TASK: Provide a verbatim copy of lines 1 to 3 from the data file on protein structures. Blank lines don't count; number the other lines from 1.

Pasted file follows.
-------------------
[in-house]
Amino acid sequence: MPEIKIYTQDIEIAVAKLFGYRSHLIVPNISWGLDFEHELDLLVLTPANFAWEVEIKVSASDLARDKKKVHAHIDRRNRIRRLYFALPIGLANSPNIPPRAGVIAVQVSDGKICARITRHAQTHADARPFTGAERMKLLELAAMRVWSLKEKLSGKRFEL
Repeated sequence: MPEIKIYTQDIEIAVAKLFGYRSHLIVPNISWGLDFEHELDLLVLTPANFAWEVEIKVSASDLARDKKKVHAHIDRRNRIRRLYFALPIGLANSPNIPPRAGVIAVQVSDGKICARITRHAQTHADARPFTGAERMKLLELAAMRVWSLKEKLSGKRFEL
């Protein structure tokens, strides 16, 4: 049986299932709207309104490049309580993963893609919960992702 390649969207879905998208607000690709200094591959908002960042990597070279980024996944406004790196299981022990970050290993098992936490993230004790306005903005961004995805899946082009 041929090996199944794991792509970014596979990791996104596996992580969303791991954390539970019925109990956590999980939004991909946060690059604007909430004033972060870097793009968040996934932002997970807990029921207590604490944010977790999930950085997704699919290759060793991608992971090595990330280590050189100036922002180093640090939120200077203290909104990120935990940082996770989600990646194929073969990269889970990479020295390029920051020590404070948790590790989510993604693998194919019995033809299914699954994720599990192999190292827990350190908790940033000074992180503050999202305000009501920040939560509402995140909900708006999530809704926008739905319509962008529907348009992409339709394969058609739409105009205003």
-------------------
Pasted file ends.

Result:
[in-house]
Amino acid sequence: MPEIKIYTQDIEIAVAKLFGYRSHLIVPNISWGLDFEHELDLLVLTPANFAWEVEIKVSASDLARDKKKVHAHIDRRNRIRRLYFALPIGLANSPNIPPRAGVIAVQVSDGKICARITRHAQTHADARPFTGAERMKLLELAAMRVWSLKEKLSGKRFEL
Repeated sequence: MPEIKIYTQDIEIAVAKLFGYRSHLIVPNISWGLDFEHELDLLVLTPANFAWEVEIKVSASDLARDKKKVHAHIDRRNRIRRLYFALPIGLANSPNIPPRAGVIAVQVSDGKICARITRHAQTHADARPFTGAERMKLLELAAMRVWSLKEKLSGKRFEL